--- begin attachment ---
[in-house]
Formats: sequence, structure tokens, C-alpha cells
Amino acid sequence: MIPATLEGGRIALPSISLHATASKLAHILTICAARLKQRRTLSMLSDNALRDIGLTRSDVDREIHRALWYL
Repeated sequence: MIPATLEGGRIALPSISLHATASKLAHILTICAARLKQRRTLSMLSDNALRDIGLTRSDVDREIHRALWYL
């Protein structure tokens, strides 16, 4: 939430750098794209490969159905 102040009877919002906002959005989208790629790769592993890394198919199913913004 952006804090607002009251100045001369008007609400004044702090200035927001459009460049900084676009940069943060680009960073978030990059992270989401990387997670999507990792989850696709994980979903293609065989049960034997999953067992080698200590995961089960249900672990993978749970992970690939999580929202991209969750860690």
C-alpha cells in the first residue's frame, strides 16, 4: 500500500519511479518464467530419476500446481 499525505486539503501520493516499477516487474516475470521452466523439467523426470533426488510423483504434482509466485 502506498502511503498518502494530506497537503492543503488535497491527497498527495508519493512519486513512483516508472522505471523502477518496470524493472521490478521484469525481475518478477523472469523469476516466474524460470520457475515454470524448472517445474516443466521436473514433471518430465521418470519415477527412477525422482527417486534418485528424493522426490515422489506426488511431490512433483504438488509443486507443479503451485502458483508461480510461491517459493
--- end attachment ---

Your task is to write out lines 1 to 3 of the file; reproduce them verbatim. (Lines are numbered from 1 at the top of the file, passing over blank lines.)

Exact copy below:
[in-house]
Formats: sequence, structure tokens, C-alpha cells
Amino acid sequence: MIPATLEGGRIALPSISLHATASKLAHILTICAARLKQRRTLSMLSDNALRDIGLTRSDVDREIHRALWYL